Modal Trigger

 

NEW: The new version offers three swings attached to a metal archway with a padded platform. The water is still just as cold, though.

 

Another rider died in 1980 after being thrown from the slide and suffering a head injury.

 

Now, the park calls its Alpine Mountain Coaster a “cousin” of the fatal slide. A car glides down a metal track around twists and turns. You control the speed with a hand brake, and spills are nearly impossible because it’s locked onto the track.

 

Still, the new version of the park isn’t passive, like competitor Six Flags Great Adventure, where every visitor has basically the same strap-in-and-ride experience. Flop the wrong way off the Cliff Jump, and you could end up with bruises all over your legs. The Colorado River ride tossed our raft so close to the cave walls, we were thankful we were wearing those goofy helmets. Oh, and they serve booze to patrons, which creates its own sense of adventure for older park goers.

 

“Great Adventure is Bon Jovi, safe and corporate,” Winnik says. “Action Park was the Ramones.”

 

Gene Mulvihill made money in a series of businesses: real estate, early cellphones, MRI technology and cancer research, his son says, and seemed to have created the park out of sheer force of personality.

 

“He just didn’t accept that you couldn’t try something or do something,” Andy Mulvihill, one of Gene’s six kids, says. “He was not a big believer in government control.”

 

Gene told the Newark Star-Ledger Action Park was almost a labor of love: “I never made any money up there,” he told the paper in 1996. “All that place did was cost me money.”

 

Mulvihill set up an insurance company based in the Cayman Islands to cover the park, a move which caught the attention of state investigators. In 1984, he pleaded guilty to charges for setting up an insurance fraud scheme, and was slapped with tens of thousands of dollars in fines, according to court records.

 

For a long time, Mulvihill deftly outmaneuvered would-be litigants, Porges says. He refused to settle out of court and used his wealth to exhaust claimants. Action Park was reportedly fined just once for not following procedure.

 

But by 1996, it was facing mounting lawsuits and declining attendance as bad headlines spread. It filed for bankruptcy, $40 million in debt.

 

OLD: The twisting and turning rapids ride mimicked a real river — so much so that it was borderline dangerous.Photo: Courtesy of Action Park

 

NEW: The park requires riders to wear helmets with face masks. You’ll be happy for them when the raft slams near the walls of a cave.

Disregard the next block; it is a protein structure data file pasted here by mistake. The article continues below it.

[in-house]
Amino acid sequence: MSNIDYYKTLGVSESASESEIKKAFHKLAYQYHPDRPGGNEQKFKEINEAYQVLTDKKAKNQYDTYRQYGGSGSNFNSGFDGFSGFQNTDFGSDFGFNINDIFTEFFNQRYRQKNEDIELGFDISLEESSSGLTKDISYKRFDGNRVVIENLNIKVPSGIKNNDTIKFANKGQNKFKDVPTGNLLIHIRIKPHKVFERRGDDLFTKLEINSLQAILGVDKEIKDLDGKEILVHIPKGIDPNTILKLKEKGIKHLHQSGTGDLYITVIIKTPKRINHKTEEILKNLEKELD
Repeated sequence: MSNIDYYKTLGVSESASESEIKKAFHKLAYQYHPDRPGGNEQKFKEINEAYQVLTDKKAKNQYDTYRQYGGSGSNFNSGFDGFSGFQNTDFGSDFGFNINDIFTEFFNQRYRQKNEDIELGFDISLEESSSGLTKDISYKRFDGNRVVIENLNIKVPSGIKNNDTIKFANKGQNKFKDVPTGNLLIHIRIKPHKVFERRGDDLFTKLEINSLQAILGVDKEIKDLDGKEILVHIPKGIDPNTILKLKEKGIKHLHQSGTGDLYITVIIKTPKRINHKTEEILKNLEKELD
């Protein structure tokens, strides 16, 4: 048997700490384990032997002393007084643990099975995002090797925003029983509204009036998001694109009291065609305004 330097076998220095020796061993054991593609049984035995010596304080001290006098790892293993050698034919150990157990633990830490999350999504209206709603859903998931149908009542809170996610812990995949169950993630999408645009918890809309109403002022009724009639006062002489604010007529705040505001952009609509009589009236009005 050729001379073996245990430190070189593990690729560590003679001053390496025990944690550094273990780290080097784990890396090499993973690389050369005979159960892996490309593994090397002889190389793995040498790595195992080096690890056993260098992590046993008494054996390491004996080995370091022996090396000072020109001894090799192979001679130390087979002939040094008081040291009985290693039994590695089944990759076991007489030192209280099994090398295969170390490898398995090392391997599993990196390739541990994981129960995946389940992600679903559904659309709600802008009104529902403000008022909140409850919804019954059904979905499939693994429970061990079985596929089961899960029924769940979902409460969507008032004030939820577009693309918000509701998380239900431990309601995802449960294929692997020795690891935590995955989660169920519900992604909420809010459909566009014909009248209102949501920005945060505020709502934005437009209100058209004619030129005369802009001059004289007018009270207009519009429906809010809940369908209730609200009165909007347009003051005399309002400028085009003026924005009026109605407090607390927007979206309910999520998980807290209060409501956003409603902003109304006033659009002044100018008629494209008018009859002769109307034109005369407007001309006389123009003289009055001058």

Visitors say they remember the park as a lawless Neverland where staff never yelled at anyone.

 

“Even as a kid you’re like, ‘They should probably be taking this a little more seriously,’” says Andy Fiori, 35, a stand-up comedian and radio producer in Astoria.

 

Was anyone actually inebriated during work, as rumors say?

 

“I think that was mostly confined to after-hours stuff,” says Therese Mahler, 41, of Jersey City, who worked at the park through college.

 

The site weirdnj.com, a repository of urban legends, reported the park used crash test dummies to test rides. Andy Mulvihill says his dad would have him test the rides decked out in hockey pads.

 

Mahler says the bosses often asked for staff volunteers to test the rides each day. On the rare occasions no one would volunteer, the boss would offer a cash bribe.

 

The new park has attentive lifeguards with whistles at the ready, and omnipresent safety signage.

 

“The world’s changed,” Mulvihill says. “I refuse to be involved in any rides where anybody can get hurt.”

 

Still, if there’s a chance to push the envelope, Demetri Kringas, 24, of Sleepy Hollow, NY, is seizing it.

 

“We push the limits on this park every day,” says Kringas, visiting the park with friends on a Tuesday. He’s gone headfirst on almost every slide, which is against the rules. “They’re always yelling at us.”

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so sick of hearing about the dangers of this place and deaths. last I checked, SFGAdv has had more deaths then action park. I wonder when they do media day for zumanjaro, are they all going to talk about the lady who was killed on lighnin loops or the 8 teens dieing in the haunted castle fire, I doubt it. action park was a great and fun place. end of story.